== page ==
reviewing books by, for, and about women
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VINE VOICEon August 5, 2007
I read this book in two sittings and have meant to write the review for several days now. I can't decide if it mostly narcissistice drivel or just occasionally dripping with narcissism. I enjoyed some parts of the book, but my copy is filled with comments penciled in the margins. I'm still processing the book.

I will say that some parts of this book would have made more sense if the reader read her previous book, _Black, White and Jewish_ where she tears into her mother and offers a memoir that will make you vacillate between feeling sorry for her and then wondering how in the hell she could be so damn egocentric.

That said, this book is like the book end to the previous book with the diatribe(s) against her famous mother. She is obviously working through her issues regarding too much freedom that she was given by her parents. What has troubled me between those two particular books (and I have read her other books/anthologies and many of her essays) is the way that she places full blame or most of the blame for her ambivalence and sense of not being loved on her mother.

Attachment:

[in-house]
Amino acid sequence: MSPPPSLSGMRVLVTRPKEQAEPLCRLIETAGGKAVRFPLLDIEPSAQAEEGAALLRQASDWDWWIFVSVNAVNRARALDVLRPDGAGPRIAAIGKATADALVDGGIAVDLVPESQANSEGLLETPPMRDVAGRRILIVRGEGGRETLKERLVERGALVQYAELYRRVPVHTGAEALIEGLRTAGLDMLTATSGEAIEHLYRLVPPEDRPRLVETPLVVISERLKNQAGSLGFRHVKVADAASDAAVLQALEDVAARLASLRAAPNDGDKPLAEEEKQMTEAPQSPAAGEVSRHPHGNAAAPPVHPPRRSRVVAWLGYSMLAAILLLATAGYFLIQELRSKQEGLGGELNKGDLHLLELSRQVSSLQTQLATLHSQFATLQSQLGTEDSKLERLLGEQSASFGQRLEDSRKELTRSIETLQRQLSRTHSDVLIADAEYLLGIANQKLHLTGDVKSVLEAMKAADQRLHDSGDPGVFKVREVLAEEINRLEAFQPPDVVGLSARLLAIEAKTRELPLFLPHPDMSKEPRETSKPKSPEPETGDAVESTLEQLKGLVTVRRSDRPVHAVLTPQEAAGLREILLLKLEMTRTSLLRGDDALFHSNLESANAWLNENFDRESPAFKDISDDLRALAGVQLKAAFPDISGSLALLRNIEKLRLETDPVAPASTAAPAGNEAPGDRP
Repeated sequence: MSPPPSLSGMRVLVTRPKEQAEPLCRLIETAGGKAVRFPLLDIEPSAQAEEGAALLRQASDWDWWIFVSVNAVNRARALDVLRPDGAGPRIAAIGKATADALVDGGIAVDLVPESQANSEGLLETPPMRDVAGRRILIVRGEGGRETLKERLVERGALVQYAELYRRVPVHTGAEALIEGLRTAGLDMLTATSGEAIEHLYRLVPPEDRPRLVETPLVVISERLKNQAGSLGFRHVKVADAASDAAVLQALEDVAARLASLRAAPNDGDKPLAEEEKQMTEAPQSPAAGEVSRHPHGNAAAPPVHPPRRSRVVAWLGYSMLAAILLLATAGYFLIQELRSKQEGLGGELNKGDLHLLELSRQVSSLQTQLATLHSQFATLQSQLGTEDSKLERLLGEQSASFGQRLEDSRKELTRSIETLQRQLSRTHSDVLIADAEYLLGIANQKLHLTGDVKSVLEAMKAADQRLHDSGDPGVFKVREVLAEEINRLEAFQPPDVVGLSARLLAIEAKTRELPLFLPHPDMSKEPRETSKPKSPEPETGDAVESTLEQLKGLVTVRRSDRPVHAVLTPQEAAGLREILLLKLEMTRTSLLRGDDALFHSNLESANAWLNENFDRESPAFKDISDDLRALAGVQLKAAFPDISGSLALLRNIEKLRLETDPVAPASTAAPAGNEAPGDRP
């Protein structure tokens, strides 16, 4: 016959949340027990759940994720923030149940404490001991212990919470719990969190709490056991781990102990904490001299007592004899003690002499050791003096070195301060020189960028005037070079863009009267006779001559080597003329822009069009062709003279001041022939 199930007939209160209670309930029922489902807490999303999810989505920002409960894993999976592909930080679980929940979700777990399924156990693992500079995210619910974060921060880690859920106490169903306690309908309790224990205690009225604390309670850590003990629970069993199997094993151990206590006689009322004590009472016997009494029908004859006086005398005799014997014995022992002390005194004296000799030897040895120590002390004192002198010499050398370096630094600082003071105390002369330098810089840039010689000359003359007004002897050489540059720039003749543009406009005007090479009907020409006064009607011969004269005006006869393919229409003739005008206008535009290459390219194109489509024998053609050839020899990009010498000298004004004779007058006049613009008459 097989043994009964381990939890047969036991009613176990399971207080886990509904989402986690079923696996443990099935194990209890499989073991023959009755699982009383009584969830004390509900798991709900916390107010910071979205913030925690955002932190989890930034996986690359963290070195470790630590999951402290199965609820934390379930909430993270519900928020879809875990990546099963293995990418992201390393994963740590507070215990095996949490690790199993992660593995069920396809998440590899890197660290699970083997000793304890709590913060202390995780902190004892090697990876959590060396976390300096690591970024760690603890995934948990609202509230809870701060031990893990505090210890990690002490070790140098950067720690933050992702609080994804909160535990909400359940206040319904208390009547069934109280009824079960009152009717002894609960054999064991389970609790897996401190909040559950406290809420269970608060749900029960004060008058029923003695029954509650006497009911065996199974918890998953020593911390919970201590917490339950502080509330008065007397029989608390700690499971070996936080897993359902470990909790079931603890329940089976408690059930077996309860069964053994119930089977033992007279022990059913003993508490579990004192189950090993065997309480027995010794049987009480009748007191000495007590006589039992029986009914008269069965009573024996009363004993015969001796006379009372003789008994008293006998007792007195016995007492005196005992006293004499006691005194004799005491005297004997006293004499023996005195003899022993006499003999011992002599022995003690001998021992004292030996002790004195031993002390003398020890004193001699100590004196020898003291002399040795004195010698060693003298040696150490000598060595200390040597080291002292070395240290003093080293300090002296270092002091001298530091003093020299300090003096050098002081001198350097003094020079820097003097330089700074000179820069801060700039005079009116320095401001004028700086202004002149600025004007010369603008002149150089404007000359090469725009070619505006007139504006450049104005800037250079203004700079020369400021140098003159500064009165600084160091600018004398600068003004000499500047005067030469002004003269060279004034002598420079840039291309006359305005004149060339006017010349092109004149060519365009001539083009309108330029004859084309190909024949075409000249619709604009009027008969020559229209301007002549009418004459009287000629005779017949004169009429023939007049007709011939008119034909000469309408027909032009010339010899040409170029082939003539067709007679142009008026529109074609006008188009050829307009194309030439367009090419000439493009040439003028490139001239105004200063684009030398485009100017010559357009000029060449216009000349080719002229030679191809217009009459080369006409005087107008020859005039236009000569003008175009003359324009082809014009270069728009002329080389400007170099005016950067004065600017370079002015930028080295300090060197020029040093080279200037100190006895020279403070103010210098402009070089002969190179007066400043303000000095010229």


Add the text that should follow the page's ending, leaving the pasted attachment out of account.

Is it easier for her to attack her mother or does she just make it easier? I'm not sure what the answer is, but I think that she is overly harsh or perhaps not harsh enough on her dad.

Granted, her mother has said some unbelievably cruel things to her. Her mother was trying to raise her w/ choice, independence, and in the process didn't give her enough attention. And, it appears that RW blames her ambivalence and failed relationships wholeheartedly on her mother. I could have done with less of the Alice Walker blaming and more of her musings.

What really troubled me w/ this book was the poor editing. The editor should have dealt with the tired cliches and woefully eyerolling colloquialisms that were nothing short of over the top. Many of her observations made me think: btdt as mother of two children, but also in terms of the myriad of other (better) written memoirs of motherhood or pregnancy.

I'll suggest this book to others, but w/ a caveat. What I'm really looking forward to is discussing the book with other feminist mothers. I'm RW's age and didn't have the ambivalence that she shares, well, and not the privileges of an Ivy League education and the vast world travelling! It's worth reading, but there are countless other books that are ten times better: anything by Ariel Gore, for instance.